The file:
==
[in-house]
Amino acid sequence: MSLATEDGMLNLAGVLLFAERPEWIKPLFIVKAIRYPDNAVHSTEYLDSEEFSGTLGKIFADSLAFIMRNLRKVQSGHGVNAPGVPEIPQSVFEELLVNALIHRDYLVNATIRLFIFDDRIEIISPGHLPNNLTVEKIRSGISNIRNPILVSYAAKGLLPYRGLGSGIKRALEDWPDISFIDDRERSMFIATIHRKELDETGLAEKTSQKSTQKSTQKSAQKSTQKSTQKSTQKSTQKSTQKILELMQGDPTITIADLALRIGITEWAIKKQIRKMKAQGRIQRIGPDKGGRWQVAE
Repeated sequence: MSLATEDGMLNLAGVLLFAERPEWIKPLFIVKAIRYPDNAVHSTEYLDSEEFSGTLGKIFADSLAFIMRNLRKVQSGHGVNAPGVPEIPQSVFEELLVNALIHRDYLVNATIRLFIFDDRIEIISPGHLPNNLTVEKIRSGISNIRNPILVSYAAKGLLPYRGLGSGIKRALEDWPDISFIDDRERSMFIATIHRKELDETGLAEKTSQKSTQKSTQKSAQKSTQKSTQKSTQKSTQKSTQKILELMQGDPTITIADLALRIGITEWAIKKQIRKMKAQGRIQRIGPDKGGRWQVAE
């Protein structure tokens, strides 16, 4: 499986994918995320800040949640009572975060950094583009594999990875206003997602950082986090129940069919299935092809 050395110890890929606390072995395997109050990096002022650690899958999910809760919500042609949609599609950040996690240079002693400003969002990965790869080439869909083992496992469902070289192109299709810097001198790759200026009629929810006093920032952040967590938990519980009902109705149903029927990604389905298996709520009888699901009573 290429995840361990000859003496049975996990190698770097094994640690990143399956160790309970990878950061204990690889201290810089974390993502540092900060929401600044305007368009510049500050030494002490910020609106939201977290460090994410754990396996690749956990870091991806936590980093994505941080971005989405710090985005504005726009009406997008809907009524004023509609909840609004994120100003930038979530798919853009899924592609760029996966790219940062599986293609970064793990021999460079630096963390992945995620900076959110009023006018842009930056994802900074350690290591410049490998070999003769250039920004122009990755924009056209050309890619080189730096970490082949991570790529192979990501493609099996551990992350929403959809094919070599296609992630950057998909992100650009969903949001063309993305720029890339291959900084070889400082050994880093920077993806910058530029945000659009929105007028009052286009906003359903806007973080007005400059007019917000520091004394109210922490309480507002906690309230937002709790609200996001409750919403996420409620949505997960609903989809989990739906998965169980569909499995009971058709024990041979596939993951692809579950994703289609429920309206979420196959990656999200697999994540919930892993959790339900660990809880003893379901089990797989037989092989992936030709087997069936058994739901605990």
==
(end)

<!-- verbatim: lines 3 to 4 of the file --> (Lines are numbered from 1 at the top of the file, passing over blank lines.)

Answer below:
Repeated sequence: MSLATEDGMLNLAGVLLFAERPEWIKPLFIVKAIRYPDNAVHSTEYLDSEEFSGTLGKIFADSLAFIMRNLRKVQSGHGVNAPGVPEIPQSVFEELLVNALIHRDYLVNATIRLFIFDDRIEIISPGHLPNNLTVEKIRSGISNIRNPILVSYAAKGLLPYRGLGSGIKRALEDWPDISFIDDRERSMFIATIHRKELDETGLAEKTSQKSTQKSTQKSAQKSTQKSTQKSTQKSTQKSTQKILELMQGDPTITIADLALRIGITEWAIKKQIRKMKAQGRIQRIGPDKGGRWQVAE
């Protein structure tokens, strides 16, 4: 499986994918995320800040949640009572975060950094583009594999990875206003997602950082986090129940069919299935092809 050395110890890929606390072995395997109050990096002022650690899958999910809760919500042609949609599609950040996690240079002693400003969002990965790869080439869909083992496992469902070289192109299709810097001198790759200026009629929810006093920032952040967590938990519980009902109705149903029927990604389905298996709520009888699901009573 290429995840361990000859003496049975996990190698770097094994640690990143399956160790309970990878950061204990690889201290810089974390993502540092900060929401600044305007368009510049500050030494002490910020609106939201977290460090994410754990396996690749956990870091991806936590980093994505941080971005989405710090985005504005726009009406997008809907009524004023509609909840609004994120100003930038979530798919853009899924592609760029996966790219940062599986293609970064793990021999460079630096963390992945995620900076959110009023006018842009930056994802900074350690290591410049490998070999003769250039920004122009990755924009056209050309890619080189730096970490082949991570790529192979990501493609099996551990992350929403959809094919070599296609992630950057998909992100650009969903949001063309993305720029890339291959900084070889400082050994880093920077993806910058530029945000659009929105007028009052286009906003359903806007973080007005400059007019917000520091004394109210922490309480507002906690309230937002709790609200996001409750919403996420409620949505997960609903989809989990739906998965169980569909499995009971058709024990041979596939993951692809579950994703289609429920309206979420196959990656999200697999994540919930892993959790339900660990809880003893379901089990797989037989092989992936030709087997069936058994739901605990």